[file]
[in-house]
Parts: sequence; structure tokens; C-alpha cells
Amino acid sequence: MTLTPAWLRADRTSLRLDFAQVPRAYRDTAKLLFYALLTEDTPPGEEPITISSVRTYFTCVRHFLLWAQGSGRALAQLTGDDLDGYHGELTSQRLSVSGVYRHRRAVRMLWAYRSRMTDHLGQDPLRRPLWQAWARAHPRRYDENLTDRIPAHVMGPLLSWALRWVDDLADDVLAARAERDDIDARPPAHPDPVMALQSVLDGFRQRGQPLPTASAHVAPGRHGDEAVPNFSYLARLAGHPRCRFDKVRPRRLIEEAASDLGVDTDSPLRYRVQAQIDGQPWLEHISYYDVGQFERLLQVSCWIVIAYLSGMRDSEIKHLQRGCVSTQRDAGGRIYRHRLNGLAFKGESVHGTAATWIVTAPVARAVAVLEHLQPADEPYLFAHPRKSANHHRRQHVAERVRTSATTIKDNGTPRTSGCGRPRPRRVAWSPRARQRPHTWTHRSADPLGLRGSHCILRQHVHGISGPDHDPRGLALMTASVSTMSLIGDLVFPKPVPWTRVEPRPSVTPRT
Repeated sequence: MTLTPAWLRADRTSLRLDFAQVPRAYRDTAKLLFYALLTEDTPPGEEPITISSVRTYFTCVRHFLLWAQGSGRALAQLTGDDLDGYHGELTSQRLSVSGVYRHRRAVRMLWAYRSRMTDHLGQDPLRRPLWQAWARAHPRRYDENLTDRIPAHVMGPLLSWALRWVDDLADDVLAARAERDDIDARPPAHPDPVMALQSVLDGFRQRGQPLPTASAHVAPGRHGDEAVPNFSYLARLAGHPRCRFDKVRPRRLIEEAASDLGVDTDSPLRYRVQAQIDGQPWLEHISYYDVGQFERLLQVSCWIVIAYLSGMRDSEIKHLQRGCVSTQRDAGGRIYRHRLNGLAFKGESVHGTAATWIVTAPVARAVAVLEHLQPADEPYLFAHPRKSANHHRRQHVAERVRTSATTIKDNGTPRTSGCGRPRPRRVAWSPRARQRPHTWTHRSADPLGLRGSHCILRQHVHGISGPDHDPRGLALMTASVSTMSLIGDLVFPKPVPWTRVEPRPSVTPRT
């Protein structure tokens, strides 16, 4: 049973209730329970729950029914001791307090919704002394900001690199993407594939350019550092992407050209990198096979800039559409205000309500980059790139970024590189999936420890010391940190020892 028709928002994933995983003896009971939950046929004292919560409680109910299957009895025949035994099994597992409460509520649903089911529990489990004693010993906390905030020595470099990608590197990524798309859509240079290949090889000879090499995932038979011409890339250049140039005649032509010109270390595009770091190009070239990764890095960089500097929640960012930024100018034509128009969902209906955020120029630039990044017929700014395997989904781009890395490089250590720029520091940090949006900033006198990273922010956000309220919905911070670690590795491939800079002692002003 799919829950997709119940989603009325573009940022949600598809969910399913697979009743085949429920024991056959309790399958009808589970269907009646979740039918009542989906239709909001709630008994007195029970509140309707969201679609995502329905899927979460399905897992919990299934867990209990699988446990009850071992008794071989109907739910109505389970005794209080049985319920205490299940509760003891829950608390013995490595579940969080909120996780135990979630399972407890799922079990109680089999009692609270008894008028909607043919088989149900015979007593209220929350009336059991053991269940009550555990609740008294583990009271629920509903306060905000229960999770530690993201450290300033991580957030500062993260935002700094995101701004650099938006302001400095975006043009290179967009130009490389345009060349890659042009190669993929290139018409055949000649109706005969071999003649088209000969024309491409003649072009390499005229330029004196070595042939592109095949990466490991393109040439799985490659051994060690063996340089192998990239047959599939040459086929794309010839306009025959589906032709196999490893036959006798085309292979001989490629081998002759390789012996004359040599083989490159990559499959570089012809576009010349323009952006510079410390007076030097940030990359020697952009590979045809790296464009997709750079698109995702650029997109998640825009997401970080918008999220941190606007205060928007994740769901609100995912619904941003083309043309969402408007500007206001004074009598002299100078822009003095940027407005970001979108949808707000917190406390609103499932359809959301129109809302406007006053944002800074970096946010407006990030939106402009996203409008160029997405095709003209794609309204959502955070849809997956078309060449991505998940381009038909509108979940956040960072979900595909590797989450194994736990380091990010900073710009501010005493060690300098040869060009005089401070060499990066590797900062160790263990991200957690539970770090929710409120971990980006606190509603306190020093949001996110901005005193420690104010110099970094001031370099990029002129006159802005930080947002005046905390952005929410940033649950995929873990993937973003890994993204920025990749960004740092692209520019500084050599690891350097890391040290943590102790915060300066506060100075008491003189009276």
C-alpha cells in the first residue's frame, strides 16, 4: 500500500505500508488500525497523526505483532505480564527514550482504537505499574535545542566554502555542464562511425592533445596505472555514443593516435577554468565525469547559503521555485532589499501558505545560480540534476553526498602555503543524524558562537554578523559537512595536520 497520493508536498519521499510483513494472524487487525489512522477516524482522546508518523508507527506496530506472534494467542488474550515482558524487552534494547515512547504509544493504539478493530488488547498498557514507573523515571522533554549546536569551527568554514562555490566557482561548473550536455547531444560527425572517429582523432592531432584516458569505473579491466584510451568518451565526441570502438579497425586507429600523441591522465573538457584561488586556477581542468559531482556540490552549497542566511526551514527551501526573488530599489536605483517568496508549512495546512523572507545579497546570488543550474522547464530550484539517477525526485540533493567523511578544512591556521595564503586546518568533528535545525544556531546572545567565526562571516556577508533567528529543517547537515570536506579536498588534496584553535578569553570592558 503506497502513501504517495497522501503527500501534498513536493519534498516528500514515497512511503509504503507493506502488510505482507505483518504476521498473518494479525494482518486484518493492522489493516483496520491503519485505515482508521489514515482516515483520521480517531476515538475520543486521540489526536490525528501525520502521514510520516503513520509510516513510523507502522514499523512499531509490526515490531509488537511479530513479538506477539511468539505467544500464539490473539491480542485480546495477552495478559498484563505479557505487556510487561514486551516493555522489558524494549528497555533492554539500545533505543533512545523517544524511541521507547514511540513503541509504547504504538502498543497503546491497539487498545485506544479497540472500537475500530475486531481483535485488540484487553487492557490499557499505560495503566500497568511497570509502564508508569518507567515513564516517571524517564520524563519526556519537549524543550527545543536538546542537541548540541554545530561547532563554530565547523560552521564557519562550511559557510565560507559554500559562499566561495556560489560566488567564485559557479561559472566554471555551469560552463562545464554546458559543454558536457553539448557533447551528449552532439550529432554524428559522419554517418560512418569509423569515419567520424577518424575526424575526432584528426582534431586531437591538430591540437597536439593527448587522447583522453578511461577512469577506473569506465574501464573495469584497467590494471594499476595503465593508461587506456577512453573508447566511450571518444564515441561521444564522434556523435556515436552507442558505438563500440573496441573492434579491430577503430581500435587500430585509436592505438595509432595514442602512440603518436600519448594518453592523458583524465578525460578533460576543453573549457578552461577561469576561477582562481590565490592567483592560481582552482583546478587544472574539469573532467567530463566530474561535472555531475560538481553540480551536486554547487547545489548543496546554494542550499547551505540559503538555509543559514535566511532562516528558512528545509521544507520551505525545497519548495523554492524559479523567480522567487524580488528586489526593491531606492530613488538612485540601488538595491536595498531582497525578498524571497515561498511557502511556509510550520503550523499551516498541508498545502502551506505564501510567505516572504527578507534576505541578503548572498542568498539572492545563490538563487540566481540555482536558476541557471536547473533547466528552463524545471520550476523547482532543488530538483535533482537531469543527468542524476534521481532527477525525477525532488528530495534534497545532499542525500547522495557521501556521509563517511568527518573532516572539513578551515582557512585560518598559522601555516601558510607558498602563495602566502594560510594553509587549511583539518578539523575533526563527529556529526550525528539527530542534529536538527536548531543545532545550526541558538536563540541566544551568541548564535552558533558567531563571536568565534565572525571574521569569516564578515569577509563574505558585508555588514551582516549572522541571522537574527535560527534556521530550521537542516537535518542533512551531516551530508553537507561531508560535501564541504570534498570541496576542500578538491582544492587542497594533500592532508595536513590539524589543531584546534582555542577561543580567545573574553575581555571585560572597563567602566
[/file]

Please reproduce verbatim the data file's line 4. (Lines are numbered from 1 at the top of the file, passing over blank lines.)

Repeated sequence: MTLTPAWLRADRTSLRLDFAQVPRAYRDTAKLLFYALLTEDTPPGEEPITISSVRTYFTCVRHFLLWAQGSGRALAQLTGDDLDGYHGELTSQRLSVSGVYRHRRAVRMLWAYRSRMTDHLGQDPLRRPLWQAWARAHPRRYDENLTDRIPAHVMGPLLSWALRWVDDLADDVLAARAERDDIDARPPAHPDPVMALQSVLDGFRQRGQPLPTASAHVAPGRHGDEAVPNFSYLARLAGHPRCRFDKVRPRRLIEEAASDLGVDTDSPLRYRVQAQIDGQPWLEHISYYDVGQFERLLQVSCWIVIAYLSGMRDSEIKHLQRGCVSTQRDAGGRIYRHRLNGLAFKGESVHGTAATWIVTAPVARAVAVLEHLQPADEPYLFAHPRKSANHHRRQHVAERVRTSATTIKDNGTPRTSGCGRPRPRRVAWSPRARQRPHTWTHRSADPLGLRGSHCILRQHVHGISGPDHDPRGLALMTASVSTMSLIGDLVFPKPVPWTRVEPRPSVTPRT